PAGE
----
What is the function of repetitive sequences in DNA?
Generic repeated signals in the DNA are necessary to format expression of unique coding sequence files and to organise additional functions essential for genome replication and accurate transmission to progeny cells.
What are repetitive genes?
Repeated sequences (also known as repetitive elements, repeating units or repeats) are patterns of nucleic acids (DNA or RNA) that occur in multiple copies throughout the genome. Repetitive DNA was first detected because of its rapid re-association kinetics.
What are some ethical implications of epigenetics?
A key implication of epigenetics research is that many environmental and hazardous exposures will affect not only the exposed individuals, but possibly their progeny and subsequent generations. This insight will create new challenges for environmental and health regulation, as well as for intergenerational equity.
Which repetitive DNA is considered as junk DNA or selfish DNA?
Transposable elements are often termed selfish DNA because they are parasitic DNA sequences that inhabit a host genome. Over time, many copies of selfish DNA are inactivated by mutations and deletions, leaving DNA remnants called junk DNA.
What are repetitive DNA sequences called?
Repetitive DNA can be divided into two classes: the tandem repetitive sequences (known as satellite DNA) and the interspersed repeats. The term satellite is used to describe DNA sequences that comprise short head-to-tail tandem repeats incorporating specific motifs.
What is highly repetitive DNA sequence?
Two main kinds of highly repetitive sequences are known in mammalian genomes: interspersed DNA, in which the repeated DNA sequences are dispersed throughout the genome; and satellite DNA which is characterised by long tandem arrays and consistent association with constitutive heterochromatin (Singer, 1982).
What is an example of repetitive DNA?
Solution : DNA mini-satellite is an example of highly repetitive DNA.
Why is epigenetics so controversial?
Controversial Conclusions Epigenetics has generated buzz recently because it seems to offer a way for our life experiences to modify our genetic inheritance, and therefore alter our genetic “fate.” What we experience in the womb or early life may affect our risk of disease many years later, for instance.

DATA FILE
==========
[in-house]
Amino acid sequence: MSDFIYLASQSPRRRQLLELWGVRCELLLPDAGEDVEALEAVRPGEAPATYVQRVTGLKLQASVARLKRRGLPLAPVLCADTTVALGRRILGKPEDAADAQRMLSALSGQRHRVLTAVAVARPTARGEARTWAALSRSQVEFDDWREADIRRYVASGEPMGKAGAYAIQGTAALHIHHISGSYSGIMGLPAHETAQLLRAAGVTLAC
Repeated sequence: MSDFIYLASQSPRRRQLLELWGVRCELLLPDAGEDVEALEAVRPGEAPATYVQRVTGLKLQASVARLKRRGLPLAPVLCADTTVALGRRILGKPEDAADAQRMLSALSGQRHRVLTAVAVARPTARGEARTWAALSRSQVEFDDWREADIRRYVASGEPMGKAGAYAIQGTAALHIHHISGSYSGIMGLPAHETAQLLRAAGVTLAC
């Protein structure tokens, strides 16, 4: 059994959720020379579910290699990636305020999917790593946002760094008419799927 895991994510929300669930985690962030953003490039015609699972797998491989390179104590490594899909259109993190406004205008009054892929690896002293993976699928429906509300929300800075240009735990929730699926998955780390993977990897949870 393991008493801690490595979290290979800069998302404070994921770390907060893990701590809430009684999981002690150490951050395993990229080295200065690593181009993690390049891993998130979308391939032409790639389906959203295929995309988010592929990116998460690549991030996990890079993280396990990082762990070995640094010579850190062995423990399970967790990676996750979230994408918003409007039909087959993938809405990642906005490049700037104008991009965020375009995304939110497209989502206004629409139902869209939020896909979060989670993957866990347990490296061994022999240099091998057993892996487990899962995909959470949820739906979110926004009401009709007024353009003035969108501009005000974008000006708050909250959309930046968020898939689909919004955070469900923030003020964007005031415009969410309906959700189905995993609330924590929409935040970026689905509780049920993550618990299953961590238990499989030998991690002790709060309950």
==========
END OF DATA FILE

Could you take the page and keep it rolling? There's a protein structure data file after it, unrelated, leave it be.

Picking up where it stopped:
What are some benefits of applying epigenetic knowledge to social justice issues?
In conclusion, knowledge of epigenetic mechanisms may increase our ability to achieve (luck-egalitarian) equality of opportunity, by unraveling the mechanism through which the health prospects of a population are affected by the unequal choices and circumstances of their parents.
What is junk or noncoding DNA?
In genetics, the term junk DNA refers to regions of DNA that are noncoding. DNA contains instructions (coding) that are used to create proteins in the cell. However, the amount of DNA contained inside each cell is vast and not all of the genetic sequences present within a DNA molecule actually code for a protein.
What are the three types of repetitive sequences found in the eukaryotes?
Repetitive DNA sequences are a major component of eukaryotic genomes and may account for up to 90% of the genome size. They can be divided into minisatellite, microsatellite and satellite sequences.
What are the two main types of repetitive sequences?
Repetitive DNA can be divided into two classes: the tandem repetitive sequences (known as satellite DNA) and the interspersed repeats.
What is a repetitive DNA sequence?
Repetitive DNA sequences are abundant in a broad range of species, from bacteria to mammals, and they cover nearly half of the human genome. Repeats have always presented technical challenges for sequence alignment and assembly programs.
How are repetitive DNA sequences recognized at telomeres?
In yeast, for example, repetitive DNA sequences found at the telomeres are recognized by the DNA-binding protein Rap1, which interacts with components of the heterochromatin machinery and ensures localization at the nuclear periphery.
Why do repetitive DNA sequences exhibit a high degree of polymorphism?
These sequences exhibit a high degree of polymorphism as a result of variations in their number of repeats which causes mutations and thus affects several mechanisms in proper functioning of a body. Repetitive DNA is generally defined as the sequence of DNA which are repeated in a genome.
Why is repetitive DNA so hard to sequence?
Repetitive DNA is hard to sequence using next-generation sequencing techniques: sequence assembly from short reads simply cannot determine the length of a repetitive part. This issue is particularly serious for microsatellites, which are made of tiny 1-6bp repeat units.